John Stokes (mountaineer)
His autobiography, Soldiers & Sherpas, A Taste For Adventure, was published in 1988.
With the SAS he saw action in the Falklands War. He left the army in 1985. He was awarded a British Empire Medal for his nineteen years' work in the Special Air Service. He was well liked by all his fellow Soldiers.
Stokes took part in an expedition to Nuptse in 1975, in which four members of the team died. The next year, during a British Army expedition to Everest in 1976, he reached the summit along with fellow SAS colleague Michael Lane. Stokes lost all his toes and part of each foot to frostbite. Nonetheless, Stokes became only the third Briton to conquer Everest. In 1984 while climbing on the north face of Everest (having proved himself by climbing Mount McKinley in Alaska), an avalanche wiped out advanced base camp, killing one of the members and injuring several others, and Stokes' neck was broken.
After leaving the army, he was part of an attempt to conquer Everest's last unclimbed route, its northeast ridge, accessed through China. Although he succeeded in climbing the ridge, the summit could not be reached due to weather conditions, and Stokes was partially paralysed by cerebral oedema.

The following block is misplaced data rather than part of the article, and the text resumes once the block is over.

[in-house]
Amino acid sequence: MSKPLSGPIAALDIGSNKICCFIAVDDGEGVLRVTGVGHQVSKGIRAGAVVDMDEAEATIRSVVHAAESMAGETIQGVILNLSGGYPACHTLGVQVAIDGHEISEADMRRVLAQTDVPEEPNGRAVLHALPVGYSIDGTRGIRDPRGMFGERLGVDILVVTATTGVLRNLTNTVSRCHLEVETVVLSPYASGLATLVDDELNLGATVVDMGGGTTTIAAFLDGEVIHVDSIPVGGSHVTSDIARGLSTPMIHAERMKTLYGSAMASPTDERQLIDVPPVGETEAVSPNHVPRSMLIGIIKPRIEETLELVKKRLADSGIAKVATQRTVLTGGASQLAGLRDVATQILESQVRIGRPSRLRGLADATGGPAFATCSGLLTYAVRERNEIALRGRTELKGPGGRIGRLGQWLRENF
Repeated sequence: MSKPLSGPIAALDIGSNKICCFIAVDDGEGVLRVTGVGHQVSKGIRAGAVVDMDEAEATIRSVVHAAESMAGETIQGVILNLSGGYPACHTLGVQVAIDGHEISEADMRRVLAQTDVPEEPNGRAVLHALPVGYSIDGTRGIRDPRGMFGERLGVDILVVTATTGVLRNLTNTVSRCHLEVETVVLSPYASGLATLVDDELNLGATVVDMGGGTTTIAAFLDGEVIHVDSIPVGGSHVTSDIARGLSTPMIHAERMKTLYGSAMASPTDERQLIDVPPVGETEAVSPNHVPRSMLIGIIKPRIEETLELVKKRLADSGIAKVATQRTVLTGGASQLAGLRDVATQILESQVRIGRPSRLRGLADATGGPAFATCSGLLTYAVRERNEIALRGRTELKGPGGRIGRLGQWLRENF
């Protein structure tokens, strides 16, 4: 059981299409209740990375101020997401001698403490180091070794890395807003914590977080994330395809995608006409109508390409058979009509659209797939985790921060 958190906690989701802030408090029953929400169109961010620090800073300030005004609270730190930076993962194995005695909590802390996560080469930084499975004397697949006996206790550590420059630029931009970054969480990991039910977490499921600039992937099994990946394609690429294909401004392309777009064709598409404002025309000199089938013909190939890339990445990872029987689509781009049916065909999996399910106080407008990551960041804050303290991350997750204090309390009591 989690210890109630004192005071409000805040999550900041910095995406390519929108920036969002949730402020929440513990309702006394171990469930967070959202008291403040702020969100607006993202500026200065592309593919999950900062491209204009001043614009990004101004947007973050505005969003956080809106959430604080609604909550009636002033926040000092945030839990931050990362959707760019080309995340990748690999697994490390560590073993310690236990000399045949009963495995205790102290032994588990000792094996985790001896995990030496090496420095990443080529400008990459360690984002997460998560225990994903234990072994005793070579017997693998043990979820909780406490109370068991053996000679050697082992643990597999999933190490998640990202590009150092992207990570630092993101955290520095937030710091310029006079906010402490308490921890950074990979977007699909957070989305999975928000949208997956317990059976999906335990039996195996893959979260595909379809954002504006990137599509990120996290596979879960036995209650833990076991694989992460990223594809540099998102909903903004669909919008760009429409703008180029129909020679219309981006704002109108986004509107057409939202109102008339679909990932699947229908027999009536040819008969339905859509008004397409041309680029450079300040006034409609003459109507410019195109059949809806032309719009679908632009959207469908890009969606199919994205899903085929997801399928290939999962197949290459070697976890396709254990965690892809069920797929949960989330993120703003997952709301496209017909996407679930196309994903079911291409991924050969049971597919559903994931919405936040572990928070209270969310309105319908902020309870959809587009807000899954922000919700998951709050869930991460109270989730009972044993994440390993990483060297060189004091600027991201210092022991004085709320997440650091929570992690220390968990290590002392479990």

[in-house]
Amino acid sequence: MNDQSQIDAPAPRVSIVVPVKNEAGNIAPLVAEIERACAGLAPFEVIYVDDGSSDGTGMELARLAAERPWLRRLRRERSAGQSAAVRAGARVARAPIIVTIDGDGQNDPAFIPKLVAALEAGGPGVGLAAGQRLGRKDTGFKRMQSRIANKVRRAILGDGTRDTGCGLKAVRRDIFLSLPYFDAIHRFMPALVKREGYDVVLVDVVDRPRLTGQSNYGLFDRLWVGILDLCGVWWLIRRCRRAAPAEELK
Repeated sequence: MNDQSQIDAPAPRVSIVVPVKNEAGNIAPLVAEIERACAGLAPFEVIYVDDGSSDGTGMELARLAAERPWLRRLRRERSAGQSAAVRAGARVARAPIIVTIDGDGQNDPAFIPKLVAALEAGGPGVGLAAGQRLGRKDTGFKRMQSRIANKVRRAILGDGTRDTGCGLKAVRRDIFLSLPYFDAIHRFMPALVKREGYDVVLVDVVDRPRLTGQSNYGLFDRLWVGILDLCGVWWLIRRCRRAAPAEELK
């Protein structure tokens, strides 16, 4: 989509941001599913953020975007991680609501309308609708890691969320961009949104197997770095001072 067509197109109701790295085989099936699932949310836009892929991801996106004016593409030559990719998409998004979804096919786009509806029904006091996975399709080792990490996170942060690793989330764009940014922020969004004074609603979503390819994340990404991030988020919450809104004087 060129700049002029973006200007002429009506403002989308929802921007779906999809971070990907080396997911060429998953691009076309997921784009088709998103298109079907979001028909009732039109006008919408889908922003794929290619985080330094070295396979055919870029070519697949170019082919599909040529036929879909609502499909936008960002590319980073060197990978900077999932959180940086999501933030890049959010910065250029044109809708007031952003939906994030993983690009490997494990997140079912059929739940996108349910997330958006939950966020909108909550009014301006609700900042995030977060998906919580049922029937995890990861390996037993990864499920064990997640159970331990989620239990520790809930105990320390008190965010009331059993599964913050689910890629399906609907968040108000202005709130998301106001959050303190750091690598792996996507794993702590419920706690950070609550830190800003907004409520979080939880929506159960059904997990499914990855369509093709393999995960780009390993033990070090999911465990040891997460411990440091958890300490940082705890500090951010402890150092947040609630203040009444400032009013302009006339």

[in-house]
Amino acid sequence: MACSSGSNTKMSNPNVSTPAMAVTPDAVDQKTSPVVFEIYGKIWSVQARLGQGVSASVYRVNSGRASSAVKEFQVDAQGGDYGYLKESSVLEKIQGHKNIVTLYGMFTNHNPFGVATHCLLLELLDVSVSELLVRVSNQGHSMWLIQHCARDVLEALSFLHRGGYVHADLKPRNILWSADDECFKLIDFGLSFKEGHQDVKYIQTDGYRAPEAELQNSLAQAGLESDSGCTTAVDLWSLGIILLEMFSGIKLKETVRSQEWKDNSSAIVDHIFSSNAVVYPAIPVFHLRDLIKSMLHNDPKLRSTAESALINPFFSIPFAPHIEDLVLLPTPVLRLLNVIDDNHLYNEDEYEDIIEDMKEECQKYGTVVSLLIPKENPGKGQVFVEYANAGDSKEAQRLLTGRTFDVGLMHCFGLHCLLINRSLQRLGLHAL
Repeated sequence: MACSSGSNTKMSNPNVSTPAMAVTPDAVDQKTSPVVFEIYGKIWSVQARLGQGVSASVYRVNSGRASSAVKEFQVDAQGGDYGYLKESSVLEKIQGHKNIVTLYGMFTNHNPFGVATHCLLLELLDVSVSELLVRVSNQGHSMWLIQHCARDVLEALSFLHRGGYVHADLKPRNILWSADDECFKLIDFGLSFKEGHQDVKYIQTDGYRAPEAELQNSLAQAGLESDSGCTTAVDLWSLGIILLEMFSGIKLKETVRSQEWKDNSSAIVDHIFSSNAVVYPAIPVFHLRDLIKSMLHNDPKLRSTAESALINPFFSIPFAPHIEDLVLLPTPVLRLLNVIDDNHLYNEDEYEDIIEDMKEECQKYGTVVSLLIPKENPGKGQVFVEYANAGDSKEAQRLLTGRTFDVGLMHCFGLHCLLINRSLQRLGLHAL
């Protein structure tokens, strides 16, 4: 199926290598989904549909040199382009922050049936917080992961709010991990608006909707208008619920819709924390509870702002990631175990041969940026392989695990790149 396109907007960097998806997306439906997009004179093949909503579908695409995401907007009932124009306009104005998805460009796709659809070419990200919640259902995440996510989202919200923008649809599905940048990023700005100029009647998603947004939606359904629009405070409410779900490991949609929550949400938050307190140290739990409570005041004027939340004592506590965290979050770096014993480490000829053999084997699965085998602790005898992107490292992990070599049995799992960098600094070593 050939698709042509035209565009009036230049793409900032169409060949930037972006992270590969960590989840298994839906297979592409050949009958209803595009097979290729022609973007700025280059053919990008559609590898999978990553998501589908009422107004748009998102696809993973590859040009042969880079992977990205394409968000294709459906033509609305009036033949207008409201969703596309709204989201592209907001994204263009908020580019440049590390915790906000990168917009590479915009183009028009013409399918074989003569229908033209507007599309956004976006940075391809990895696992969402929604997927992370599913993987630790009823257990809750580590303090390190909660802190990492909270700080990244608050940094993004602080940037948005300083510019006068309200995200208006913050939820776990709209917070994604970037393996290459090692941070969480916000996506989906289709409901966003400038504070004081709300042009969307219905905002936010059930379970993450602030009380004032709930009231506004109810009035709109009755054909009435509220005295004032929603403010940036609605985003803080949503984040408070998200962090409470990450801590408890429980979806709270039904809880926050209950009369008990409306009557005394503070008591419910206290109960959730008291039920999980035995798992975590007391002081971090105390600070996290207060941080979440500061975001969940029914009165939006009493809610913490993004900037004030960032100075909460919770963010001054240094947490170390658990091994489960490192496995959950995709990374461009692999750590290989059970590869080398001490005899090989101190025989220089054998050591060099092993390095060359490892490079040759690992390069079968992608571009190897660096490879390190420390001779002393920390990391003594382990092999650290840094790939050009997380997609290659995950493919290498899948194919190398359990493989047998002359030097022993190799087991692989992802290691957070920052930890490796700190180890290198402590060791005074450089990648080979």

In 1991, with his wife, Stokes established and ran the 'Taste for Adventure Centre', a registered Charity and outdoor activity centre for less privileged children, at Credenhill. He was made a Member of the Order of the British Empire (MBE) for this work, in 2004.
- "Updated: Tributes paid after SAS legend dies". Hereford Times. 12 January 2016. Retrieved 12 January 2016.
- Tyler, Jane (11 January 2016). "Intrepid Everest climber John "Brummie" Stokes has died aged 70". Birmingham Mail. Retrieved 12 January 2016.
- Where the Mountain Casts Its Shadow By Maria Coffey
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